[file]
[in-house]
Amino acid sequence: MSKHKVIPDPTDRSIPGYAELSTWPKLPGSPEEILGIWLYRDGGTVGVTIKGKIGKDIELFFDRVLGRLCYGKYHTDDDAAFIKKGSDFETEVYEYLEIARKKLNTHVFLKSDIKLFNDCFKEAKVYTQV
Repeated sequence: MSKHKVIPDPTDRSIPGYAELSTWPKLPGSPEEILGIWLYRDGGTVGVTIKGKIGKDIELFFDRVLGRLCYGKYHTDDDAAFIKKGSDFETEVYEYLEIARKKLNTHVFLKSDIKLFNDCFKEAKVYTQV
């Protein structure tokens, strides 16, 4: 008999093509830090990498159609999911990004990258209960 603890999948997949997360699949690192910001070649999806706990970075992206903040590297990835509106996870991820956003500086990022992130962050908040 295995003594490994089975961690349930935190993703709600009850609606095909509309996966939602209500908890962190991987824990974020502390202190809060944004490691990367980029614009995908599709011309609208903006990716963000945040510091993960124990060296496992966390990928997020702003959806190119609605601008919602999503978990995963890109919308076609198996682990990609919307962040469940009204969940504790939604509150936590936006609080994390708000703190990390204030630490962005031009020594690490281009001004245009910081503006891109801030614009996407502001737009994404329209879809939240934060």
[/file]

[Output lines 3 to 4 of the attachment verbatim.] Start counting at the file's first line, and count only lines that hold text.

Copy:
Repeated sequence: MSKHKVIPDPTDRSIPGYAELSTWPKLPGSPEEILGIWLYRDGGTVGVTIKGKIGKDIELFFDRVLGRLCYGKYHTDDDAAFIKKGSDFETEVYEYLEIARKKLNTHVFLKSDIKLFNDCFKEAKVYTQV
């Protein structure tokens, strides 16, 4: 008999093509830090990498159609999911990004990258209960 603890999948997949997360699949690192910001070649999806706990970075992206903040590297990835509106996870991820956003500086990022992130962050908040 295995003594490994089975961690349930935190993703709600009850609606095909509309996966939602209500908890962190991987824990974020502390202190809060944004490691990367980029614009995908599709011309609208903006990716963000945040510091993960124990060296496992966390990928997020702003959806190119609605601008919602999503978990995963890109919308076609198996682990990609919307962040469940009204969940504790939604509150936590936006609080994390708000703190990390204030630490962005031009020594690490281009001004245009910081503006891109801030614009996407502001737009994404329209879809939240934060």